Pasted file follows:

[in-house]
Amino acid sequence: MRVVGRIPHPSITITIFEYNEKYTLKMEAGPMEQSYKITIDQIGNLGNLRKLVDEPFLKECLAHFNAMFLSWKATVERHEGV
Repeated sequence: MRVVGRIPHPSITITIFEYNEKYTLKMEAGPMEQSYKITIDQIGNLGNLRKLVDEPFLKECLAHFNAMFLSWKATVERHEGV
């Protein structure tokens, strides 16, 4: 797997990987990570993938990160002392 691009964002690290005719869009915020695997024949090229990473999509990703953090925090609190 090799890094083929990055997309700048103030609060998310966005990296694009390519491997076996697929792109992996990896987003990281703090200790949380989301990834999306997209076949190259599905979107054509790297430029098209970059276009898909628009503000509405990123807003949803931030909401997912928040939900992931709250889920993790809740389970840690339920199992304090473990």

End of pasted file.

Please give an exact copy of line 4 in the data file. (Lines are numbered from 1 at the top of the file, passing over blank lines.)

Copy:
């Protein structure tokens, strides 16, 4: 797997990987990570993938990160002392 691009964002690290005719869009915020695997024949090229990473999509990703953090925090609190 090799890094083929990055997309700048103030609060998310966005990296694009390519491997076996697929792109992996990896987003990281703090200790949380989301990834999306997209076949190259599905979107054509790297430029098209970059276009898909628009503000509405990123807003949803931030909401997912928040939900992931709250889920993790809740389970840690339920199992304090473990």